The writer-director of sensations like Sacred Games and Jubilee, this filmmaker is churning out OTT hits at a pace that’s leagues ahead of his contemporaries. The man of the moment, Vikramaditya Motwane invites us into the inner workings of his creative mind.
The right mentor can truly take you places. All you need to do is surrender to their vision. The writer and director of cinematic marvels like Udaan and Lootera, Vikramaditya Motwane owes a sizeable fraction of his learnings to India’s master storyteller, Sanjay Leela Bhansali.
“The kind of training I got was invaluable. When Sanjay trusts you, he trusts you with a lot of work,” says Vikram, the finest protégé of the filmmaker, who’s become a living legend as renowned for his brilliance as he is for his quirks.
“Working with him can be overwhelming because you realise you’re handling a lot on your plate. But that’s the best way to learn as you’re doing everything and growing organically.”
A Powerful Debut
Vikram astutely soaked in the experiences of working with Bhansali on Hum Dil De Chuke Sanam, thus polishing his craft and sensibilities and paving the path for his critically acclaimed directorial debut, Udaan, in 2010. The transformative story of a rebellious teenager, expelled from boarding school and dealing with a strained relationship with his father, became the cinematic masterpiece of its time.
“I was keen on making a coming-of-age film as we had not seen one in India for a long time. I had gone to Cannes with Sanjay and was very inspired by it. This was commercial cinema, very raw and relatable. That’s where Udaan came from. The story was an amalgamation of many things — scenes from my life, my father’s life, his relationship with his dad… I was happy with the script, and when I found that the people I shared it with were also moved by the story, I knew I was onto something good.”
A Unique Niche
Be it a romantic drama like Lootera or mega-hit productions like Queen and Udta Punjab, Vikram has consistently raised the bar, specialising in the dark and the diverse.
“What attracts me to a script is a one-line idea at its core,” he says. “For instance, in Lootera, the concept of an artist painting his last leaf to prevent someone from dying intrigued me. It’s up to a creative person to see the vision beyond.”
Despite the brilliance of his films, some did not work their magic at the box office. But the quasi-idealist in Vikram has a pragmatic perspective on the focus on numbers today.
“There’s a space about moving people and changing their lives, which goes beyond making money and critical success,” he explains.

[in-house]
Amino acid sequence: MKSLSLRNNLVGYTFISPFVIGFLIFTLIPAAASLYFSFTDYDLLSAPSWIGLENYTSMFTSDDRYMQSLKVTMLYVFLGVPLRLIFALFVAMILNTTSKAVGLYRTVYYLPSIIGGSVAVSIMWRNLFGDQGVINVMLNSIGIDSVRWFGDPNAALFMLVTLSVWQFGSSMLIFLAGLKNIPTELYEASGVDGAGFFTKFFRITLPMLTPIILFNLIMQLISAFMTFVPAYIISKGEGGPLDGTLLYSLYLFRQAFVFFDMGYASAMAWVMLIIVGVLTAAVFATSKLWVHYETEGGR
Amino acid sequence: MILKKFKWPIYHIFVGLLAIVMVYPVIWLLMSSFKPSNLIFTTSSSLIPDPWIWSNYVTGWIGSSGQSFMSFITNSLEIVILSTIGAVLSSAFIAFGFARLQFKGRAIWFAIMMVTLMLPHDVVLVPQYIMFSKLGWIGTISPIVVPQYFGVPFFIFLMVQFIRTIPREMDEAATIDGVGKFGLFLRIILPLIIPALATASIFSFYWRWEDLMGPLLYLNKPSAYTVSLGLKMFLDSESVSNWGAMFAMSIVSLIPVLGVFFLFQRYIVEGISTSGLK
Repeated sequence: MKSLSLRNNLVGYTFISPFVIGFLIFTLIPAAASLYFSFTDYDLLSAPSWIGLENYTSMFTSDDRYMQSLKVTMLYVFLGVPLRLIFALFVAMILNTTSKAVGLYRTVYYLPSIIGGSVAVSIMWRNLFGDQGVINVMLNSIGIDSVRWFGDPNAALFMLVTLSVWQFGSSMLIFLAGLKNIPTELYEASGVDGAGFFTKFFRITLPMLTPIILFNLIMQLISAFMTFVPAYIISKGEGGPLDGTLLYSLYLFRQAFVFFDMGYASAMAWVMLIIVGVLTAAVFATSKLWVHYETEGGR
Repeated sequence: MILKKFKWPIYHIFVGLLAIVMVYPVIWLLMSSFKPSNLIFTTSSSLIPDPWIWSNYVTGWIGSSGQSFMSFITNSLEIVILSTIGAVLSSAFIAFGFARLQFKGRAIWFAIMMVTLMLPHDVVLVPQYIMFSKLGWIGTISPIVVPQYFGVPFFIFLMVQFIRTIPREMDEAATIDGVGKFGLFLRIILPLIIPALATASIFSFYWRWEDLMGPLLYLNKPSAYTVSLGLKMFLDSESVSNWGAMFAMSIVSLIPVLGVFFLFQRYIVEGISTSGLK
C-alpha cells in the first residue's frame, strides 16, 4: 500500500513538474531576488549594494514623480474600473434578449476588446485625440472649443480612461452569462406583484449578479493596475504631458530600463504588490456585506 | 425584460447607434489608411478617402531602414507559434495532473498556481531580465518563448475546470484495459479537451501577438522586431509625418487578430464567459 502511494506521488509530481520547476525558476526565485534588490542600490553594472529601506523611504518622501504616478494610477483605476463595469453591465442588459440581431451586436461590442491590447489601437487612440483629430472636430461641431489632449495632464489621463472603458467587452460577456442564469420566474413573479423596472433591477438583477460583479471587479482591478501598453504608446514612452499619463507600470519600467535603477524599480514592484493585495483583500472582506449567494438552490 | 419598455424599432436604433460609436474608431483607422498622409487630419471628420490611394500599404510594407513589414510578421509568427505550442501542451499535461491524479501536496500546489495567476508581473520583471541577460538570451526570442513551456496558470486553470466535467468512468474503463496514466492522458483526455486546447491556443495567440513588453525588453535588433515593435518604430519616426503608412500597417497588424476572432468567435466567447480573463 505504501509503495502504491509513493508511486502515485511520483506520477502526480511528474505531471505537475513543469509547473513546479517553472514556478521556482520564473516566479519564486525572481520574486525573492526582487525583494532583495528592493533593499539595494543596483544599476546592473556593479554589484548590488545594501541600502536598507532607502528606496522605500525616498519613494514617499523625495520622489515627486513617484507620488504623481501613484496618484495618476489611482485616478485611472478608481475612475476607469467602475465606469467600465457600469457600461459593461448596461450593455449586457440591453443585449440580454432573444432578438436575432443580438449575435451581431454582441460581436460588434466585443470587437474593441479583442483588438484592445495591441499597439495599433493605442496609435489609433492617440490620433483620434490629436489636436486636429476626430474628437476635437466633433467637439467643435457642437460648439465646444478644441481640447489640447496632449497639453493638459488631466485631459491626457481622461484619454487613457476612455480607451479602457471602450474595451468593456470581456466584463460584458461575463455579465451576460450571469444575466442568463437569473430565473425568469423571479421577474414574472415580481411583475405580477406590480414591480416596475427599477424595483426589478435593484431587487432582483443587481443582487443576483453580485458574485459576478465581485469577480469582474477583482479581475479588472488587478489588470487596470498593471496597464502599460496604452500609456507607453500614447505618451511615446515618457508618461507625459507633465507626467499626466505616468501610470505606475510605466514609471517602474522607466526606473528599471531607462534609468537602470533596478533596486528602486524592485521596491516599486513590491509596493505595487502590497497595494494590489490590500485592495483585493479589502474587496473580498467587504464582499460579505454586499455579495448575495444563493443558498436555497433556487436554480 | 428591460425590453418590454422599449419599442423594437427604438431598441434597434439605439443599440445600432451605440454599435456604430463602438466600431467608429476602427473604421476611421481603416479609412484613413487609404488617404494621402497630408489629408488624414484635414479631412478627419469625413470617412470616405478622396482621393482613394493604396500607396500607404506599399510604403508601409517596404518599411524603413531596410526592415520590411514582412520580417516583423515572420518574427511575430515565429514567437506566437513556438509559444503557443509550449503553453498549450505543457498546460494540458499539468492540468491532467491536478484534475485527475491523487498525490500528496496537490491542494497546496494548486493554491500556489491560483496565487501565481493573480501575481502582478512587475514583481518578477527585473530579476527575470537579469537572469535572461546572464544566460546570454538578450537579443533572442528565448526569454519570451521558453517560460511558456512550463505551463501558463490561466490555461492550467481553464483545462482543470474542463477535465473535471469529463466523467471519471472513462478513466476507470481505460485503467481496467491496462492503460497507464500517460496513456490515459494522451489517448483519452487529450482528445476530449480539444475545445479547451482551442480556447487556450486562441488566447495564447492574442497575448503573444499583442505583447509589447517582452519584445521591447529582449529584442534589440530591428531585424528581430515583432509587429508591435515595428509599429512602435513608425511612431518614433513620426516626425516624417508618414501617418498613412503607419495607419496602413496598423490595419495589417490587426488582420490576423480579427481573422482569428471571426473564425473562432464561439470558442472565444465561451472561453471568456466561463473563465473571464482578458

“Having said that, you want the film to do well because you don’t want anyone to lose money. If I had to choose between commercial success and critical acclaim, I’d choose the former because that’s primary.”
While his films are submerged in the darker side of things around the world, the fascination remains confined to his work.
“Looking at the dark side of life is an offshoot of your observation from the books you read, or the films you watched. I lead as normal a life as possible. Ironically, that’s what attracts us to the dark side — because it’s the opposite of our lives.”
Taking It All In
The filmmaking genius behind Sacred Games and Decoupled, Vikram is currently soaking in the praises coming his way for another success — Jubilee, his latest in the world of OTT.
“It could have been easy to make it look like a heavy period film, but we ensured that the focus remained on the characters — their lives were far more important,” he highlights.
The 10-episode series comprises an interesting ensemble of characters, indulging in games and gambles in a race to the top. It’s this form of engaging storytelling that’s earned Vikram his much-deserved accolades. Today, he defines success “by the fact that I have the freedom to make the films on the budget I want.”
Outside of the industry, he’s quite the outdoor junkie and an avid football fan, who’s also fond of hiking, long walks and swimming.
“I love attending music concerts, for which I travel abroad every year,” says Vikram, a man of few words, as we ask him to describe himself in five words. “Angsty, procrastinating, emotional, introverted and fanatical…”
This has been adapted for the web from a story originally published in the July 2023 issue of HELLO! India. Get our copy of the latest issue right here!